Emergency Preparedness: Planning for Events 

No one likes to think about the worst that could happen – especially given how many events fill our day even without the unexpected happening. Nonetheless, the daily news is filled with stories that should remind us of the importance of emergency preparedness.  This article provides a systematic way to consider the events that could occur, and to assess our readiness.

Assessing Risks

When developing an emergency preparedness plan, it is useful to start by considering different types of risks that could potentially impact your area. Here are some common types of risks to consider:

  • Natural Disasters: This is often the first type of emergency that comes to mind when considering preparedness. These include hurricanes, tornadoes, floods, wildfires, earthquakes, tsunamis, volcanic eruptions and severe storms. The severity and frequency of these events can vary depending on your geographical location.
  • Physical Hazards: These types of emergency events include chemical spills, industrial accidents, transportation accidents (such as train derailments) and power outages. The chance of these happening may vary depending on whether you live in an industrial, suburban, or rural area. While rare, emergency events can pose significant risks to communities and may require evacuation or sheltering in place.
  • Pandemics and Health Emergencies: Most of us are now much more familiar with the impact of these types of events given our collective experience over the last four years. Health emergencies, including pandemics or the spread of infectious diseases, pose risks to public health and safety. Even with COVID fading from some people’s memories, It’s important to have plans in place for protecting yourself and loved ones, managing healthcare needs, preventing the spread of illness and accessing medical resources.
  • Physical Terrorism and Security Threats: Acts of terrorism can range from large-scale events like a terrorist attack, to an event-specific attack, like a shooting. Being situationally aware is critical in these types of events – knowing where exits are, and how you would hide or leave an area may provide some piece of mind and security when going to public events.
  • Cyberattacks and Infrastructure Breaches: Broadscale disruptions in infrastructure, such as a cyberattack, power grid collapses, or network outages, can be particularly disturbing, because they cut off our access to the very resources, we would generally rely on to address emergencies.  At a business level, cybersecurity threats, including hacking, data breaches and malware attacks, can disrupt communication networks and essential businesses services. Organizations need to have plans for responding to cyber incidents and safeguarding sensitive information.
  • Civil Unrest and Social Disruptions: Particularly for those in urban areas, civil unrest, riots, protests, or other social disruptions can occur unexpectedly. It is important to understand how to stay safe during these events and know when to evacuate or shelter in place.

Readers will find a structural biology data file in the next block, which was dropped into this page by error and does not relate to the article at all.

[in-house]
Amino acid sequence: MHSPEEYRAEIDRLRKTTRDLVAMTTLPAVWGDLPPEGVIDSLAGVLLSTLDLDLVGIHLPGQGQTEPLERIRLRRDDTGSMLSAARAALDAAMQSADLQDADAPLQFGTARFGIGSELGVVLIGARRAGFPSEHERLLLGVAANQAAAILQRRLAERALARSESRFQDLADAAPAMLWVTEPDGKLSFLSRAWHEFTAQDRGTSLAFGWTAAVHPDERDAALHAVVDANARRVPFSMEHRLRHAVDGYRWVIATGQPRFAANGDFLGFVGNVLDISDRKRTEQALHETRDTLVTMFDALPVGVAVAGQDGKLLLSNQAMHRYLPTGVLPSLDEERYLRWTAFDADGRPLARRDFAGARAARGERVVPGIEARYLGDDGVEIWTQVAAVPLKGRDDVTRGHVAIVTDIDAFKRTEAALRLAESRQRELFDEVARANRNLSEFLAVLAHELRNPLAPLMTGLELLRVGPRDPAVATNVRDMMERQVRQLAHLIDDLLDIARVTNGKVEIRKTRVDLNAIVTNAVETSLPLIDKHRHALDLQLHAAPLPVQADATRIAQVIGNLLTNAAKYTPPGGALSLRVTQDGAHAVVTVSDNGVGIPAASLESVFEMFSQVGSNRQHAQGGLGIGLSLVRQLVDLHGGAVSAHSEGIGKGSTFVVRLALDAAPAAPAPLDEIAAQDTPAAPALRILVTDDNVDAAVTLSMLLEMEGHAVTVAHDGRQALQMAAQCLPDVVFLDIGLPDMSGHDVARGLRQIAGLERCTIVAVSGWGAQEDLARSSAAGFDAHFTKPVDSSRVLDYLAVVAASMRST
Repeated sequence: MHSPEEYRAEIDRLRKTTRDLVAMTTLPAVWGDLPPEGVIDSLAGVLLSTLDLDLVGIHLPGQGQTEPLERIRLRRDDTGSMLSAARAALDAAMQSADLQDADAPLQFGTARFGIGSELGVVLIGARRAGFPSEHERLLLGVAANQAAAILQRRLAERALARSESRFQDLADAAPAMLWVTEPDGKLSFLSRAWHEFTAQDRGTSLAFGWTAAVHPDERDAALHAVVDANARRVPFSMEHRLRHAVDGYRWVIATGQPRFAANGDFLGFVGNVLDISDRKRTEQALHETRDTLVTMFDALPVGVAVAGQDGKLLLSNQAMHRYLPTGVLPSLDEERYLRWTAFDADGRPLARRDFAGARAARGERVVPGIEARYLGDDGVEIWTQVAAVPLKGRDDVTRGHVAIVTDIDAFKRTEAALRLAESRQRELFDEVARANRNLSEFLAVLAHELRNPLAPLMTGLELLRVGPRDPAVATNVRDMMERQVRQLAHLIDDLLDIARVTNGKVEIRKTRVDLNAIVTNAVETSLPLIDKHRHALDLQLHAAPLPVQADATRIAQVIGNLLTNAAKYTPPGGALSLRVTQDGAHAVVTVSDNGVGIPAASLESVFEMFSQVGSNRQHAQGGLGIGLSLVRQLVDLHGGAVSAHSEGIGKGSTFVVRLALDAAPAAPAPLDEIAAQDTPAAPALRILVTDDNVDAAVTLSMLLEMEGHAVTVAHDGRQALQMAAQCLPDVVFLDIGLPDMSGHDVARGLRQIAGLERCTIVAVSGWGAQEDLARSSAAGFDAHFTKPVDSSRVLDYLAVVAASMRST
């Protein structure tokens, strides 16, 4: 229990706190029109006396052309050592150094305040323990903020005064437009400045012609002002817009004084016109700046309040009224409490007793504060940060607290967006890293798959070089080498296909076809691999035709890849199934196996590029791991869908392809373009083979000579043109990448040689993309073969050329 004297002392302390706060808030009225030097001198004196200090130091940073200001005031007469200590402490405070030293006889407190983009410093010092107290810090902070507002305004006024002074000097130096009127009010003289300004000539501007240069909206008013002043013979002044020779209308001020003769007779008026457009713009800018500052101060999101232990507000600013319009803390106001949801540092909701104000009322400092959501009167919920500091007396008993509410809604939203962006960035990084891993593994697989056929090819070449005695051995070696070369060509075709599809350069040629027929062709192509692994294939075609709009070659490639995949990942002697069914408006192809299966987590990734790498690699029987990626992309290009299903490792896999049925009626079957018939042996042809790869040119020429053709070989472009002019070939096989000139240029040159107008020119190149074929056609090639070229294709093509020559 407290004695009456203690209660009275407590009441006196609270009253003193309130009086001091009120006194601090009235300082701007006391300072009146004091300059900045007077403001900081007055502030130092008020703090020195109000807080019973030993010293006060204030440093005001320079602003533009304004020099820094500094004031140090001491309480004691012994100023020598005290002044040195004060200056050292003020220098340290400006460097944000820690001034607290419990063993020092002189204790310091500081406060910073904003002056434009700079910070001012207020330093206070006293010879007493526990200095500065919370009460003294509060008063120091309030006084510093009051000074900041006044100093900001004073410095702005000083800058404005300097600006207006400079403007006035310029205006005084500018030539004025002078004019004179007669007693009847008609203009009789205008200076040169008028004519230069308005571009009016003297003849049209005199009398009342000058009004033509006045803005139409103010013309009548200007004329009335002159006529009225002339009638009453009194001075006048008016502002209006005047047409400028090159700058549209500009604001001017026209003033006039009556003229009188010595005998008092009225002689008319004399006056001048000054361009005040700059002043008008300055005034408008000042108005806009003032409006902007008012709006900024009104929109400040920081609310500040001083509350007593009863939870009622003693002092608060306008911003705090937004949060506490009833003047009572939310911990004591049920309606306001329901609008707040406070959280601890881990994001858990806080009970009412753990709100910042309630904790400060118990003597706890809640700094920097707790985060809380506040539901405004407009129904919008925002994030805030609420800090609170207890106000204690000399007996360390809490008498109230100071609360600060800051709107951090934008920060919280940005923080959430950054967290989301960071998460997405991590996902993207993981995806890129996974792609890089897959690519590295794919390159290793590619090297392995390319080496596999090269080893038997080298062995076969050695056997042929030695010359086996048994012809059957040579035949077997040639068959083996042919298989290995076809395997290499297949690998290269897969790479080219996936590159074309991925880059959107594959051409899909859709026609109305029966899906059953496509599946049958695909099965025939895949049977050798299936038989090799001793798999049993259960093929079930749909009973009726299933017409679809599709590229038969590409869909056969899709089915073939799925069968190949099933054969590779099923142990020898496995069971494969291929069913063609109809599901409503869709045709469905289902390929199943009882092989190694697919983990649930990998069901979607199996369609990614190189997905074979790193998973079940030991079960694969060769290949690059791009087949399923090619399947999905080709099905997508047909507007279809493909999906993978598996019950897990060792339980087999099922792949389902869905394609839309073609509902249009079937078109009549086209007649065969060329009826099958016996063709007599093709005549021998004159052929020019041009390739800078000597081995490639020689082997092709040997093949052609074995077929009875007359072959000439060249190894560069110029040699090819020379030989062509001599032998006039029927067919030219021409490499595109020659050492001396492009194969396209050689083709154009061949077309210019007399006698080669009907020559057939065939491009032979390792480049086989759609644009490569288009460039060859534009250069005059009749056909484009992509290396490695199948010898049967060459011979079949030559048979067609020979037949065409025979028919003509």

• Economic Disruptions: While we often don’t think of financial disruptions as emergencies, economic crises, such as financial market crashes, recession, or economic instability, can have real impacts. Having plans in place for managing financial emergencies can help mitigate these risks.


By systematically considering these different types of risks, you can better protect yourself and your family from potential threats and improve your resilience in the face of emergencies.

Getting Ready: Taking Emergency Preparedness Seriously

It is easy for concepts like an Emergency Plan and “Go Kit” to remain abstractions – taking the time to prepare for the unknown and unexpected can feel both daunting and like a waste of time. However, blocking a discrete time on your calendar to take actions that might make the biggest difference in an emergency. Here are some concrete actions you can take to get ready for an emergency.

  • Create an Emergency Kit: Assemble an emergency bag (or crate or drawer) containing essential supplies such as water, non-perishable food, a small first aid kit, flashlight, batteries, medications, personal hygiene items, extra phone chargers and important documents. Store the collection in a readily accessible location at home or know how to quickly assemble the items using a reference list if an emergency strikes.
  • Sign up for Notifications: If you are active on social media, consider identifying and following local official accounts that will post updates during emergencies. Also consider learning about whether local organizations have ways to get informed about potential emergencies and disaster warnings. Follow reliable sources of information – both local and national.
  • Develop a Communication Plan: Establish a communication plan with your family or household members to stay in touch during emergencies. Determine a designated meeting place, emergency contacts and alternative communication methods in case traditional channels are unavailable.